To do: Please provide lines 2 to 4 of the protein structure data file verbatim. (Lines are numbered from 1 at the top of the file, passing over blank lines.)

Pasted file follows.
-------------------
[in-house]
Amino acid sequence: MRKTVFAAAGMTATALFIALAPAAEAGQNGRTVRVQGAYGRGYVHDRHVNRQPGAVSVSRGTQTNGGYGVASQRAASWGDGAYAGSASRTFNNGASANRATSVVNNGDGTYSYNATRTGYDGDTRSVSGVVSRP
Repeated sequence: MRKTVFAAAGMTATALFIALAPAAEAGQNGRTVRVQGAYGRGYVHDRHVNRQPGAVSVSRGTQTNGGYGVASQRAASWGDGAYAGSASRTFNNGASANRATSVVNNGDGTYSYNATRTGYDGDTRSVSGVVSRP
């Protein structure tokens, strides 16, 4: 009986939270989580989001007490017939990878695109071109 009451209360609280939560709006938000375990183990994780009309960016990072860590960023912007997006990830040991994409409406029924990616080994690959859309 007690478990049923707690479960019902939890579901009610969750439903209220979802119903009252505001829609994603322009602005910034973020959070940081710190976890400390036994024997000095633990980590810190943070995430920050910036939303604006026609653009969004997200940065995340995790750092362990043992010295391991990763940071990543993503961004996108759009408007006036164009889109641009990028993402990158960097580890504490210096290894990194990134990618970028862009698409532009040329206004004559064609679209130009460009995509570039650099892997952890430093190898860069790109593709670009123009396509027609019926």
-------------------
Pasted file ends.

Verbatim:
Amino acid sequence: MRKTVFAAAGMTATALFIALAPAAEAGQNGRTVRVQGAYGRGYVHDRHVNRQPGAVSVSRGTQTNGGYGVASQRAASWGDGAYAGSASRTFNNGASANRATSVVNNGDGTYSYNATRTGYDGDTRSVSGVVSRP
Repeated sequence: MRKTVFAAAGMTATALFIALAPAAEAGQNGRTVRVQGAYGRGYVHDRHVNRQPGAVSVSRGTQTNGGYGVASQRAASWGDGAYAGSASRTFNNGASANRATSVVNNGDGTYSYNATRTGYDGDTRSVSGVVSRP
């Protein structure tokens, strides 16, 4: 009986939270989580989001007490017939990878695109071109 009451209360609280939560709006938000375990183990994780009309960016990072860590960023912007997006990830040991994409409406029924990616080994690959859309 007690478990049923707690479960019902939890579901009610969750439903209220979802119903009252505001829609994603322009602005910034973020959070940081710190976890400390036994024997000095633990980590810190943070995430920050910036939303604006026609653009969004997200940065995340995790750092362990043992010295391991990763940071990543993503961004996108759009408007006036164009889109641009990028993402990158960097580890504490210096290894990194990134990618970028862009698409532009040329206004004559064609679209130009460009995509570039650099892997952890430093190898860069790109593709670009123009396509027609019926």